5 

One particular IMED officer was notorious. Whenever he planned to visit our project’s office in Nilkhet, he would phone the project staff to ensure that he would be served a good lunch and that Benson & Hedges cigarettes would be available. The same person, while on a study tour in the Philippines, was accused of sexual harassment by the female members of the tour company that was helping the study tour with transport and other logistics. He managed to escape punishment, as a relation of his was working at the Bangladesh Embassy in Manila.

6

Another incident of corruption comes to mind. I remember going on a khas land site visit somewhere in Barisal. I was accompanied by the project’s civil engineer. We visited one proposed site and it was obvious that, because it was very low-lying, the amount of food for work needed to raise the land would deem it not to be cost effective. 

The union parishad chairman provided us a sumptuous lunch, and he was of the opinion that all would be well and he would be able to financially benefit in some way from the project. On our return to Dhaka, the project engineer and I submitted our recommendations and the project’s negative decision was informed to the respective deputy commissioner and UNO. A few days later, there was a commotion in our Nilkhet office.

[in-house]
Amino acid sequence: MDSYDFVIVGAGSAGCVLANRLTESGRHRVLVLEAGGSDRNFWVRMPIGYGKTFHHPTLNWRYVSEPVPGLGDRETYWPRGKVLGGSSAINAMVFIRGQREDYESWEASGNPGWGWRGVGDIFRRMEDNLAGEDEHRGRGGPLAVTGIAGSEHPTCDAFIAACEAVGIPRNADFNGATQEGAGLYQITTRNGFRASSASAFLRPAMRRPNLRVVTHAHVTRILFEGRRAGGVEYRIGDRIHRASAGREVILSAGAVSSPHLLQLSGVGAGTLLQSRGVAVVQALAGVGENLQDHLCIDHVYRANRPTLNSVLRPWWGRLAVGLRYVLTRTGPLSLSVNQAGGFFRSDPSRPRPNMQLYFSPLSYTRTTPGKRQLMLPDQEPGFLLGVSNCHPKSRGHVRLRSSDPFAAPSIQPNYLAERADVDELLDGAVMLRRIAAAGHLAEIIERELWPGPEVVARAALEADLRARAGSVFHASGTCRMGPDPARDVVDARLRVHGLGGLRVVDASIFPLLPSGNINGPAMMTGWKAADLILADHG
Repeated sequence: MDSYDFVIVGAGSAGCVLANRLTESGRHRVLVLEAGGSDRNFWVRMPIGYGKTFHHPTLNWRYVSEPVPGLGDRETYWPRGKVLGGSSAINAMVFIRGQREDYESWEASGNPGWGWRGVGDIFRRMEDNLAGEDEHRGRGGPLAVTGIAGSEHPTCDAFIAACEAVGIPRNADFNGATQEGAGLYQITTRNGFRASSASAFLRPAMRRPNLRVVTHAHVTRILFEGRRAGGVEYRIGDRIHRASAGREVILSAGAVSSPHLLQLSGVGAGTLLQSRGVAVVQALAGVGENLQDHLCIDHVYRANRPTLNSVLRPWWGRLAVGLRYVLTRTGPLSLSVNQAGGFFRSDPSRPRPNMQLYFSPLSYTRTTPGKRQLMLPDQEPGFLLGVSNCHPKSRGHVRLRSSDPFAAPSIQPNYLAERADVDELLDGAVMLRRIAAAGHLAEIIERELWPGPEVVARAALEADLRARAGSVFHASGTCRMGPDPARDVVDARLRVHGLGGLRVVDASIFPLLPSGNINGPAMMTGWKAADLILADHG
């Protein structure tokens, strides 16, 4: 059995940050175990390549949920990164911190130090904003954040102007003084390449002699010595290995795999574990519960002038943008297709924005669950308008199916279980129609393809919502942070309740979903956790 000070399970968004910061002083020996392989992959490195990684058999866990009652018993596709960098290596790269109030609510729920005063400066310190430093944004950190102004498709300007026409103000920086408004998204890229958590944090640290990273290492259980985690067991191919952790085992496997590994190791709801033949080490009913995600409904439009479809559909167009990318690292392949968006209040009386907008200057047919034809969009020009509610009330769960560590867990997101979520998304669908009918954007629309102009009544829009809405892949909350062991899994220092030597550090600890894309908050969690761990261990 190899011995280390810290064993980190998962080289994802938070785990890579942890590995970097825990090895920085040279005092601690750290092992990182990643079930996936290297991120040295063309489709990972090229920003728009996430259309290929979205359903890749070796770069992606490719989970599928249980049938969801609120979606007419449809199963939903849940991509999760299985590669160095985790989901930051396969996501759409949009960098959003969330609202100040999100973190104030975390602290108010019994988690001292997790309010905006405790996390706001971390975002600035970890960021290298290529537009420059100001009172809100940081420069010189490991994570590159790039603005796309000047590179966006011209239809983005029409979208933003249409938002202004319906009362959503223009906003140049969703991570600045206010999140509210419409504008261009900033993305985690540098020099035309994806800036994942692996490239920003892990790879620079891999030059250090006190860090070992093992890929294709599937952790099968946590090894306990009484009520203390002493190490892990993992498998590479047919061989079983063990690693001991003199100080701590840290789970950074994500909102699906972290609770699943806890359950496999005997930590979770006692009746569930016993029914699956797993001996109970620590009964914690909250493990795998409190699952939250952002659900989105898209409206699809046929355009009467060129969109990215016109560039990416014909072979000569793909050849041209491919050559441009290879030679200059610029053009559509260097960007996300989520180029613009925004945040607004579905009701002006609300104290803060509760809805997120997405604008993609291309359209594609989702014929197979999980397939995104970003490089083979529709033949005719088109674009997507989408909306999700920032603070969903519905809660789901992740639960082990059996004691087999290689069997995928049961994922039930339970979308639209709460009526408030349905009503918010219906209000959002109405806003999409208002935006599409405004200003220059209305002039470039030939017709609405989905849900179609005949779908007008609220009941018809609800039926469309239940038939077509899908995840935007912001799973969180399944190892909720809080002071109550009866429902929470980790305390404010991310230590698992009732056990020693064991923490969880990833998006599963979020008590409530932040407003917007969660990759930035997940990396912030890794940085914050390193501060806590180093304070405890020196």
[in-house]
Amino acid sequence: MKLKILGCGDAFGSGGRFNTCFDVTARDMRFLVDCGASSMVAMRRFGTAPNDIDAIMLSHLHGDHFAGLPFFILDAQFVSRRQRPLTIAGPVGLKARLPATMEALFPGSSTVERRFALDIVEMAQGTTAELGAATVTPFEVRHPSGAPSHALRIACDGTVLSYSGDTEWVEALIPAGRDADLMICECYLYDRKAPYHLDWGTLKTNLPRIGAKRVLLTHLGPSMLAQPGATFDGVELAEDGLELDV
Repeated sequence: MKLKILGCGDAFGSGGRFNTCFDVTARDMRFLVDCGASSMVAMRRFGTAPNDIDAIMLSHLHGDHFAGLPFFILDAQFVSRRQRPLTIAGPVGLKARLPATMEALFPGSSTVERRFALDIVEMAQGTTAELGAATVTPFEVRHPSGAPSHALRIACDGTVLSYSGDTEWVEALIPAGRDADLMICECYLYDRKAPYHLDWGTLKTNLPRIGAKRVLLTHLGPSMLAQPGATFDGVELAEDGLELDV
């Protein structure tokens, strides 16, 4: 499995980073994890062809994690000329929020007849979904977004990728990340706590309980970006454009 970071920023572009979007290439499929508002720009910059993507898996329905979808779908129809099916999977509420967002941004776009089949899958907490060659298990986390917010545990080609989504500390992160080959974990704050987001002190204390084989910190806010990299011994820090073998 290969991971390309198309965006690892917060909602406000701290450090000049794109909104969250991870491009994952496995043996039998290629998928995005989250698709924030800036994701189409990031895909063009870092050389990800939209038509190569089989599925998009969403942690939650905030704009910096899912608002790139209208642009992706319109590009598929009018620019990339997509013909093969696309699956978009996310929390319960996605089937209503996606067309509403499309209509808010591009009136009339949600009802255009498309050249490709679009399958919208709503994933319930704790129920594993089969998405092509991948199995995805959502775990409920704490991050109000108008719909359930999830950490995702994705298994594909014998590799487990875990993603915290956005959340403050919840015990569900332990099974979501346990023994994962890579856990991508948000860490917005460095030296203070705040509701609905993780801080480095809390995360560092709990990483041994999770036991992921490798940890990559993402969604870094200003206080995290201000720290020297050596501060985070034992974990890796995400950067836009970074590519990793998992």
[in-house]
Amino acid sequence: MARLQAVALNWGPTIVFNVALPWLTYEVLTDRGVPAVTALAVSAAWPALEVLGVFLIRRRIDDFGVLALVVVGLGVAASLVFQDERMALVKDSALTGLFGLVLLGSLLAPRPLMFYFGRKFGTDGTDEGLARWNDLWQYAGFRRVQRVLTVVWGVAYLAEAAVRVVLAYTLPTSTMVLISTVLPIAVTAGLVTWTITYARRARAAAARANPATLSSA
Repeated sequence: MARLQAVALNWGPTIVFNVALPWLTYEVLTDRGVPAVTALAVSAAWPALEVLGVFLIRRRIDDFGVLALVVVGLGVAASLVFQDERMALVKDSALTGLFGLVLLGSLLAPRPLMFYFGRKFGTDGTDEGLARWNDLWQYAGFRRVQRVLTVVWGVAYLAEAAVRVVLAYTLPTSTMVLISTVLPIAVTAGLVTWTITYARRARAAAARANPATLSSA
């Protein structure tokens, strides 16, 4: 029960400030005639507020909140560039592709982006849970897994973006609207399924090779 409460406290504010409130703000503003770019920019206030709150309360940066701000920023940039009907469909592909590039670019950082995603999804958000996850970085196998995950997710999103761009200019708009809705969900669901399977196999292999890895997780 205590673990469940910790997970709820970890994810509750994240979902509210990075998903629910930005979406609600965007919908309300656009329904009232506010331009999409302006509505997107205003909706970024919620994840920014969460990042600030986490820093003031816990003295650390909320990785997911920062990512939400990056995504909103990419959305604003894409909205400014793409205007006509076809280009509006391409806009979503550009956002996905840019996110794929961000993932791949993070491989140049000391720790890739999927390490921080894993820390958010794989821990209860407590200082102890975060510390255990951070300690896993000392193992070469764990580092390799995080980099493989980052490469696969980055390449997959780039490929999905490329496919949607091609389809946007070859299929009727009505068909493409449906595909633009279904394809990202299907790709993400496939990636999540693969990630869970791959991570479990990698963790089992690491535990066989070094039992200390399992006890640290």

The brother of the UP chairman was shouting loudly that they had been promised approval and, as he said, “we have already paid Mr Hafiz Tk50,000.” Mr Hafiz, now deceased, was a member of the project’s head office staff. Later on, during the caretaker government period, he was arrested and it was found that by manipulation of land records, etc, he “owned” property worth many crores.

These examples are a few of my personal experiences. From fairly recent allegations against IMED and the ongoing allegations of corruption in the Ministry of Health and DGHS, particularly as they relate to Covid-19 and supply of PPE, it would appear that corruption is a way of life, and widespread, and you can only progress in life if you join the corruption bandwagon.

It is shameful that as far as Rana Plaza is concerned, as of 2021, eight years after the tragedy, both the murder trial and the violation of the building code trial are still pending. Only Sohel Rana is in custody, the other 37 accused are on bail, on the run, or already dead.

The legal aspects of the Rana Plaza case should have been “fast-tracked” a long time ago. It would seem that the poor garment workers were not regarded as being worthy of getting justice quickly. They deserve much better in Mujib Borsho.

Julian Francis has been associated with relief and development activities of Bangladesh since the War of Liberation. In 2012, the Government of Bangladesh awarded him the ‘Friends of Liberation War Honour’ in recognition of his work among the refugees in India in 1971 and in 2018 honoured him with full Bangladesh citizenship. Julian has also been honoured with the award of the OBE for services to development in Bangladesh.